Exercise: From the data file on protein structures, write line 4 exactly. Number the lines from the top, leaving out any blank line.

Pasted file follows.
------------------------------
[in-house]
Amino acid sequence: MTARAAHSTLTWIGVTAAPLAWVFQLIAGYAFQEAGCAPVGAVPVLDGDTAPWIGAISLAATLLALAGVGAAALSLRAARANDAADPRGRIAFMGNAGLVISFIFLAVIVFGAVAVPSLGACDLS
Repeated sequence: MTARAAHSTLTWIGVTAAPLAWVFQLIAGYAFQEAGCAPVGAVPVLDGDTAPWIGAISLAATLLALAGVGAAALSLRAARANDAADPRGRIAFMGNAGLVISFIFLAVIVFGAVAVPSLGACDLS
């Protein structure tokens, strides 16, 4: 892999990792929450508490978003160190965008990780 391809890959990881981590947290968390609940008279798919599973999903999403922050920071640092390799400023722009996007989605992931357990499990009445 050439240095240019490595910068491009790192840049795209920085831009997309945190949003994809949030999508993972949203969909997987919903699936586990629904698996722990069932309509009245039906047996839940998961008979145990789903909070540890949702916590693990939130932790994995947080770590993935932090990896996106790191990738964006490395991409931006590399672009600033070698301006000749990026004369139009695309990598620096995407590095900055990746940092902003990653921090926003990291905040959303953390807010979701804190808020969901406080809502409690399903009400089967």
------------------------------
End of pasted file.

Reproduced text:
């Protein structure tokens, strides 16, 4: 892999990792929450508490978003160190965008990780 391809890959990881981590947290968390609940008279798919599973999903999403922050920071640092390799400023722009996007989605992931357990499990009445 050439240095240019490595910068491009790192840049795209920085831009997309945190949003994809949030999508993972949203969909997987919903699936586990629904698996722990069932309509009245039906047996839940998961008979145990789903909070540890949702916590693990939130932790994995947080770590993935932090990896996106790191990738964006490395991409931006590399672009600033070698301006000749990026004369139009695309990598620096995407590095900055990746940092902003990653921090926003990291905040959303953390807010979701804190808020969901406080809502409690399903009400089967």